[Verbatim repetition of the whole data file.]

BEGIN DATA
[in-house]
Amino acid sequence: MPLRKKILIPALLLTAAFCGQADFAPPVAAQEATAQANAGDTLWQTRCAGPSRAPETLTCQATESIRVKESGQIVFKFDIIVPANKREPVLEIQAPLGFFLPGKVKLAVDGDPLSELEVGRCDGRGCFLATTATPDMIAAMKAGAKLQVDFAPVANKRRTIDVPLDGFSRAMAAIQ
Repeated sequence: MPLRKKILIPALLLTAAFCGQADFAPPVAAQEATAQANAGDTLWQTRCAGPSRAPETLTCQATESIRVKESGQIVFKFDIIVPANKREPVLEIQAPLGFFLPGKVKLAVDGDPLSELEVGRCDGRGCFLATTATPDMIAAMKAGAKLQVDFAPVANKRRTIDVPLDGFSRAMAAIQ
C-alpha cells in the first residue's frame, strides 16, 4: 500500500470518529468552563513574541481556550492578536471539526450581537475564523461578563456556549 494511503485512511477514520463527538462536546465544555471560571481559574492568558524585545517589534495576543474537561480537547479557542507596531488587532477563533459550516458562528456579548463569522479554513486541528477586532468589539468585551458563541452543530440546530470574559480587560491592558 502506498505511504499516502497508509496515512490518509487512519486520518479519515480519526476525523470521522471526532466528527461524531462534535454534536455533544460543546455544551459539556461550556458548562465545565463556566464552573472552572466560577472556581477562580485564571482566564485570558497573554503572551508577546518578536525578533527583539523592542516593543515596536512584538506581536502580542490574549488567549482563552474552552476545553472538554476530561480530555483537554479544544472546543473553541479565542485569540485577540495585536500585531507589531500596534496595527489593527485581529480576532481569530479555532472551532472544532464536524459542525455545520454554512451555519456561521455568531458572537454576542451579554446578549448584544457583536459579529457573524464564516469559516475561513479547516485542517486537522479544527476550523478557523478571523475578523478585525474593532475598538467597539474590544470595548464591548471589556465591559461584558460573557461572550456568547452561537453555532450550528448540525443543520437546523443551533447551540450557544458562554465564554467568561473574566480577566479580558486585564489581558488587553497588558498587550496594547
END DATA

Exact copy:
[in-house]
Amino acid sequence: MPLRKKILIPALLLTAAFCGQADFAPPVAAQEATAQANAGDTLWQTRCAGPSRAPETLTCQATESIRVKESGQIVFKFDIIVPANKREPVLEIQAPLGFFLPGKVKLAVDGDPLSELEVGRCDGRGCFLATTATPDMIAAMKAGAKLQVDFAPVANKRRTIDVPLDGFSRAMAAIQ
Repeated sequence: MPLRKKILIPALLLTAAFCGQADFAPPVAAQEATAQANAGDTLWQTRCAGPSRAPETLTCQATESIRVKESGQIVFKFDIIVPANKREPVLEIQAPLGFFLPGKVKLAVDGDPLSELEVGRCDGRGCFLATTATPDMIAAMKAGAKLQVDFAPVANKRRTIDVPLDGFSRAMAAIQ
C-alpha cells in the first residue's frame, strides 16, 4: 500500500470518529468552563513574541481556550492578536471539526450581537475564523461578563456556549 494511503485512511477514520463527538462536546465544555471560571481559574492568558524585545517589534495576543474537561480537547479557542507596531488587532477563533459550516458562528456579548463569522479554513486541528477586532468589539468585551458563541452543530440546530470574559480587560491592558 502506498505511504499516502497508509496515512490518509487512519486520518479519515480519526476525523470521522471526532466528527461524531462534535454534536455533544460543546455544551459539556461550556458548562465545565463556566464552573472552572466560577472556581477562580485564571482566564485570558497573554503572551508577546518578536525578533527583539523592542516593543515596536512584538506581536502580542490574549488567549482563552474552552476545553472538554476530561480530555483537554479544544472546543473553541479565542485569540485577540495585536500585531507589531500596534496595527489593527485581529480576532481569530479555532472551532472544532464536524459542525455545520454554512451555519456561521455568531458572537454576542451579554446578549448584544457583536459579529457573524464564516469559516475561513479547516485542517486537522479544527476550523478557523478571523475578523478585525474593532475598538467597539474590544470595548464591548471589556465591559461584558460573557461572550456568547452561537453555532450550528448540525443543520437546523443551533447551540450557544458562554465564554467568561473574566480577566479580558486585564489581558488587553497588558498587550496594547